Mowing turf around institutional and commercial facilities is the backbone of most grounds care operations. Managers nationwide spend untold amounts of money purchasing mowing equipment their staffs use daily to ensure turf is healthy and looks its best.
Given the high-profile role of mowing, it is natural that any change in equipment or practices faces greater scrutiny from all parties involved. The most recent change affecting mowing is the sustainability movement.
Thanks to expanding mandates for using green products and practices, managers are seeking out mowing equipment that contributes to their organizations’ green efforts.
“Customers are spending considerable amounts of money, all in an effort to be more environmentally friendly,” says Chris Anderson, marketing manager with The Toro Co.
To meet customer demands, mower manufacturers are rethinking the materials and processes they use to produce mowers, as well as the way they deliver equipment and the way customers operate them.
Managers in the market for alternative-fuel mowers have an expanding range of options to consider as manufacturers search for fuels that meet customer demands related to cost, performance, availability and emissions.
Several manufacturers offer mowers powered by propane, or liquefied propane gas (LPG). The main benefit of propane is reduced emissions. As interest in and demand for propane grows, managers should be aware it is among the most widely available alternative fuels.
Cub Cadet is among the manufacturers offering LPG-powered mowers that comply with standards set by the California Air Resources Board (CARB) and the U.S. Environmental Protection Agency (EPA), says Jimmy N. Eavenson Sr., chief engineer for the company’s commercial turf products.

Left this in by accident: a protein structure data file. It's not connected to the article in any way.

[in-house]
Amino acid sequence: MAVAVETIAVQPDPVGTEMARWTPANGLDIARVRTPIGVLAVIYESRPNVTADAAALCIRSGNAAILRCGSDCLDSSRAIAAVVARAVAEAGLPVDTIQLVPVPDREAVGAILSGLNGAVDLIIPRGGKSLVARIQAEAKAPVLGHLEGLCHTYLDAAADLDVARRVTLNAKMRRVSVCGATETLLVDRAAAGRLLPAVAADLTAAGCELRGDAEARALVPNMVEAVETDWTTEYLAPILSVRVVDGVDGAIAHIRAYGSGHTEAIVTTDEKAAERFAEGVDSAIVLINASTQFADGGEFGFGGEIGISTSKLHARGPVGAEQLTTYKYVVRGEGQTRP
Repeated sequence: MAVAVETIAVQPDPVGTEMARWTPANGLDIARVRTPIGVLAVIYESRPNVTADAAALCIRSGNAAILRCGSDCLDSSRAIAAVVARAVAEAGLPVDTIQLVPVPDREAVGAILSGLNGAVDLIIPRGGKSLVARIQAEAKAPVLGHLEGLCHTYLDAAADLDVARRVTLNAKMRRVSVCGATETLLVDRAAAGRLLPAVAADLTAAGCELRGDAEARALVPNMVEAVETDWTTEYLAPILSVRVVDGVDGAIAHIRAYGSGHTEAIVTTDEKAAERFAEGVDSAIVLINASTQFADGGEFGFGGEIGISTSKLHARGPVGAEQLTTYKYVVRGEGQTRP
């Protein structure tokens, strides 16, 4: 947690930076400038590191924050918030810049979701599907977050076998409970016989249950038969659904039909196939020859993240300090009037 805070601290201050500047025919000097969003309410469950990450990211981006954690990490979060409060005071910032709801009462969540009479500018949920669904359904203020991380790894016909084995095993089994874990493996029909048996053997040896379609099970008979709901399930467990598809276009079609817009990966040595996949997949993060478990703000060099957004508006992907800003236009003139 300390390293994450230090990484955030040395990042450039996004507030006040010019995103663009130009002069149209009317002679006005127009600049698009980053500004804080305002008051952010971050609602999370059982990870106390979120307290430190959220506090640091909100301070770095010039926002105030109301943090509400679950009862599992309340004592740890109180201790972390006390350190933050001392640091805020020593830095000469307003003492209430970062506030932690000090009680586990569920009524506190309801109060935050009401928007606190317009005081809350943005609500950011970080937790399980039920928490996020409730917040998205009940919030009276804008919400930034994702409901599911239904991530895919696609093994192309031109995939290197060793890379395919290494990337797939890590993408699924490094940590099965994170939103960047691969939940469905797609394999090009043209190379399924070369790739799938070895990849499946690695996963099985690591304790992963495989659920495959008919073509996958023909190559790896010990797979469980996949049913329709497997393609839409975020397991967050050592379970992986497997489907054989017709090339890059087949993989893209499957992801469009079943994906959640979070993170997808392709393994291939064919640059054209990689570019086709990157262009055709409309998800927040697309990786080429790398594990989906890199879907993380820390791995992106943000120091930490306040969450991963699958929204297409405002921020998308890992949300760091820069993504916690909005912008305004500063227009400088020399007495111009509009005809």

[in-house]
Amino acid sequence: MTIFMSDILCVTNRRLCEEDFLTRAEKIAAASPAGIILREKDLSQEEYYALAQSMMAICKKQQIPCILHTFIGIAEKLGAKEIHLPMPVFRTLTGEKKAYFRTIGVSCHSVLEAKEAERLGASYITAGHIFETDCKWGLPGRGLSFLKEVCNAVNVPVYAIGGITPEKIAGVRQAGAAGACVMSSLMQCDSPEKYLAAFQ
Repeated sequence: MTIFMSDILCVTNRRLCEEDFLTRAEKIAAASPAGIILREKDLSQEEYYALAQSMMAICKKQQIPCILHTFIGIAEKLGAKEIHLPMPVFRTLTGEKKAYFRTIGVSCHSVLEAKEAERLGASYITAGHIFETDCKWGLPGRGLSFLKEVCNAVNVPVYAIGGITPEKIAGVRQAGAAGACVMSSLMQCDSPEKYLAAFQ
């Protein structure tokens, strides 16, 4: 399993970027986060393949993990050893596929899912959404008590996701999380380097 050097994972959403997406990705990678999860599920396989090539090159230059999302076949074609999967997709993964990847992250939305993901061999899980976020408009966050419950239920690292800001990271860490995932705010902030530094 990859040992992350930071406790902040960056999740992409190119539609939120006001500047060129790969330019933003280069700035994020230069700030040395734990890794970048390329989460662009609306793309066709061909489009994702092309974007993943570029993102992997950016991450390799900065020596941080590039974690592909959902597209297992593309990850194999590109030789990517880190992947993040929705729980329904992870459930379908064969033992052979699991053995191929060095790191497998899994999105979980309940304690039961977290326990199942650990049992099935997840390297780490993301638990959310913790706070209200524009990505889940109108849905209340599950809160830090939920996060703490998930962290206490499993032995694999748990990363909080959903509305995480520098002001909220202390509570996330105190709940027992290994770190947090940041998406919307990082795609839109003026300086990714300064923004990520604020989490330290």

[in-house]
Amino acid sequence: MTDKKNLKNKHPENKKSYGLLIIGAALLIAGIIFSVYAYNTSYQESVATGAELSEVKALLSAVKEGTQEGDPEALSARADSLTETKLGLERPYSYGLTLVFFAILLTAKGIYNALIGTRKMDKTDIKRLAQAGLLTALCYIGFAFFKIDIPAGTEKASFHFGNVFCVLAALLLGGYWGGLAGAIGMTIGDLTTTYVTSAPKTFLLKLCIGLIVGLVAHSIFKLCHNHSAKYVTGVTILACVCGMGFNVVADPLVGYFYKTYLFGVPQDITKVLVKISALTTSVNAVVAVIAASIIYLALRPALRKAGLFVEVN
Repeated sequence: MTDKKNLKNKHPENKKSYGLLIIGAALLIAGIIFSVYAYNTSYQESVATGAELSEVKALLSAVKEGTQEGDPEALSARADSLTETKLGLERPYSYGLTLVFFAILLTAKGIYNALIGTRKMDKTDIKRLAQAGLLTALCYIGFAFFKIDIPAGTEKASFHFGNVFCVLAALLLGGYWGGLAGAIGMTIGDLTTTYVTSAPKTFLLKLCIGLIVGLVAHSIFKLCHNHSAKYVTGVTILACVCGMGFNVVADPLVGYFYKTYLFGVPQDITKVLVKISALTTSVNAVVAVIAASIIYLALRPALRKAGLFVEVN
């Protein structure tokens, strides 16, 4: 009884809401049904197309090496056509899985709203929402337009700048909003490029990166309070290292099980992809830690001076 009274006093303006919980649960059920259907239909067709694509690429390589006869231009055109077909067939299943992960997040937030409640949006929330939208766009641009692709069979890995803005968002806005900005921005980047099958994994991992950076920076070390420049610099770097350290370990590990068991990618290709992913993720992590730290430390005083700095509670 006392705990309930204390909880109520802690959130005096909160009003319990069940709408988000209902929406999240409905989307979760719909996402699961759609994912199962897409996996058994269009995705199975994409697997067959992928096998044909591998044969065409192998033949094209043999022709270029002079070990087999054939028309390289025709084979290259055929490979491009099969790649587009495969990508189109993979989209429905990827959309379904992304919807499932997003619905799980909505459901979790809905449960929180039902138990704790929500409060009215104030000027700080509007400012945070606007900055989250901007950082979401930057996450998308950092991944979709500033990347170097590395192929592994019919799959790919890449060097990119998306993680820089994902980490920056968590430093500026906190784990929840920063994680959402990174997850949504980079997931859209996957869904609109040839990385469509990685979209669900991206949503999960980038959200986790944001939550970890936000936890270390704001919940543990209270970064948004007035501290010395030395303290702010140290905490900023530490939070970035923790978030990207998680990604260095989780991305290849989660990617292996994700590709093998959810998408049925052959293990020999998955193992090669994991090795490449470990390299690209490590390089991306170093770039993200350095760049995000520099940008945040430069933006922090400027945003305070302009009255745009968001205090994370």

Along with propane, the company’s gasoline-fueled engines are approved for use with E-10, an ethanol fuel mixture mandated in some areas with emissions restrictions. Eavenson says the company has scheduled tests to evaluate the performance of mowers using other ethanol-blended fuels, including E-85.
Pat Penner, marketing coordinator for The Grasshopper Co., says the company has looked at a variety of alternative fuels, including propane, algae-based fuels, and diesel.
“We continue to focus on the cleanest fuels available while participating in the research of future fuels that could someday be feasible and reduce the carbon footprint,” Penner says.
As managers continue looking for alternative-fuel mowers, manufacturers are rolling out more diesel-powered units that offer several benefits. They can deliver greater power and durability than gasoline engines, as well as greater fuel efficiency. Compared to gasoline, diesel fuel burns more slowly and produces more power per gallon.
Bio-diesel fuel also can power conventional diesel engines, and it is a renewable fuel produced domestically from new and recycled vegetable oils and animal fat.
Finally, Toro is pushing research and development into the use of hydrogen to power mowers, Anderson says. The company recently announced a partnership with the State of New York to provide turf-maintenance equipment powered by hydrogen fuel cells, which generate fewer emissions, reduce noise, and offer increased efficiency over gasoline- or diesel-powered equipment.
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